This is an extremely positive report. We are ready. The time has come. A couple of interesting statements by Marie Wilson stating that she wants to see several women running so that gender becomes even less of an issue... an excellent game plan in my view. Also, the astute observation that "Having women in high-level national positions should help the electorate see women as leaders." This applies to minorities as well.
Certainly the Bush administrations use of various women and minorities in their administration has been a cynical attempt to steal traditional Democratic constituencies, but at the same time they really have advanced the cause of women and minorities by making it more commonplace for them to be in positions of power. They have helped us to open doors for a wider range of Democratic Candidates and appointees to advance to the highest levels of government.
Change is a slow process ad often comes one incremental step at a time but it is also an inexorable process. This is true of civil rights in all its forms... and I am thinking of the civil rights of the LGBT minority community here as well.
Should we support Sen. Hillary Clinton for President in 2008? I don't know. I don't advocate any particular candidate at this point. We have local elections to win and a new DNC Chair to support in remaking the party so that our candidate(s) in 2005, 6, 7, and 2008 are the best quality and best prepared ones that they can be... for any and all offices.
All I ask is that we not dismiss any candidate out of hand, out of pavlovian reaction to the regressive party noise machine, or out of what we perceive as untrue motives and a loss of party ideological purity. I don't advocate backing a Democrat simply because there is a D next to their name but I submit that politicians often have to make compromises and take actions simply to be able to be effective elsewhere. It is part and parcel of politics. Always has been, always will be.
Using this data and Hillary Clinton as an example... can anyone wonder why she may make votes, statements or take stands that shore up her reputation as tough enough to be Commander in Chief? Democrats are already tagged as weak on defense. Women can't possibly be tough enough to command the respect and loyalty of of hardened Generals and Master Sargents.
I want to see a woman in the White House. I want to see a House and Senate that is 50% female. I want to see African Americans with an appropriate share of political power as well as other minorities. I want to see an American in which the question of black, white, male, female, homosexual or heterosexual is not even part of the discussion anymore.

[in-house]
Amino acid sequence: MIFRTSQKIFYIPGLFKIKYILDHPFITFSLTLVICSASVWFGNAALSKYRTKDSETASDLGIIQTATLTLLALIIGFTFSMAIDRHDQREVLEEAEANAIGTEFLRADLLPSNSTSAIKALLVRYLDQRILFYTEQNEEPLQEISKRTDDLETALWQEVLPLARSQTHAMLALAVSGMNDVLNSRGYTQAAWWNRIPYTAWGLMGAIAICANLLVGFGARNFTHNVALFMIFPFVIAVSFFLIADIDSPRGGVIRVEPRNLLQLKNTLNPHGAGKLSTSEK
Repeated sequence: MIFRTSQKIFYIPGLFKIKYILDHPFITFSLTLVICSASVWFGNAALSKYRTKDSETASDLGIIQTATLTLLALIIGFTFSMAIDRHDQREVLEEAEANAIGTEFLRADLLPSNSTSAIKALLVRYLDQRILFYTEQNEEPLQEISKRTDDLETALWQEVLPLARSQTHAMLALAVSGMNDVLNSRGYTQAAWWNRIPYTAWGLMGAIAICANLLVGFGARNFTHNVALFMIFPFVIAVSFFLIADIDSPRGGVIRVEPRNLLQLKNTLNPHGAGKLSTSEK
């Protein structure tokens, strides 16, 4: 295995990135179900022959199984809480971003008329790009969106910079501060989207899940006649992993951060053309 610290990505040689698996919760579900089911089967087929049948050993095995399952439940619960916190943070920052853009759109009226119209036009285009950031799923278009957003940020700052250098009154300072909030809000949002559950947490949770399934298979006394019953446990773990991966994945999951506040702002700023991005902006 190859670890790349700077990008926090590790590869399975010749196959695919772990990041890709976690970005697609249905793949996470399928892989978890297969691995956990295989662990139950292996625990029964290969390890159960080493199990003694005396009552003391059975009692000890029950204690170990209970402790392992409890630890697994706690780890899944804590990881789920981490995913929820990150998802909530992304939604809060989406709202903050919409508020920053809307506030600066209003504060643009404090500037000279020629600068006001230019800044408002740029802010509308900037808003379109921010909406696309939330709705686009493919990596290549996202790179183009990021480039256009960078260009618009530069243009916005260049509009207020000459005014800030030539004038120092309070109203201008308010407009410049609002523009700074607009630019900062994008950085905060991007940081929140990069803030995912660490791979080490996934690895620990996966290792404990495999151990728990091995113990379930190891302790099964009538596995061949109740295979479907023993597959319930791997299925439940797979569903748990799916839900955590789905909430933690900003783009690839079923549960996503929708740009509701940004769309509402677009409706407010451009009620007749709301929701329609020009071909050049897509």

I want to know if the person is competent. I want to know if they care about the values that have made America such a beacon of hope in the world all these years. I want to know if they are in public service because they believe in serving the public. I want to know if they understand the problems average people face and have a plan for solving those problems. I want to know if they are intelligent enough to figure things out, quick enough on their feet to adjust to an every changing environment, visionary enough to understand long term impacts and set proper actions in motion. I want to know that they have the personal humility to understand their own weaknesses and surround themselves with people of these same qualities and abilities.
So Ladies and Gentlemen, run for office. Take seats on your local party committees. Get involved in every aspect of the political process in this country. Understand what your own strengths are and find the place to let them flourish. It is up to us to make this happen. Women and men together, black and white and other together.
We can kick the regressives rear-ends and promote our own goals at the same time. There is nothing that can stop us... except us.
Update: "The poll, conducted from Feb. 10-16 by Siena Research Institute, was done in anticipation of Siena's upcoming "First Woman President" Symposium on March 4-5. The event will draw academics, political activists and others from around the nation to talk about the issue of women in political leadership." Information and registration for this Symposium can be found at the Siena College web site.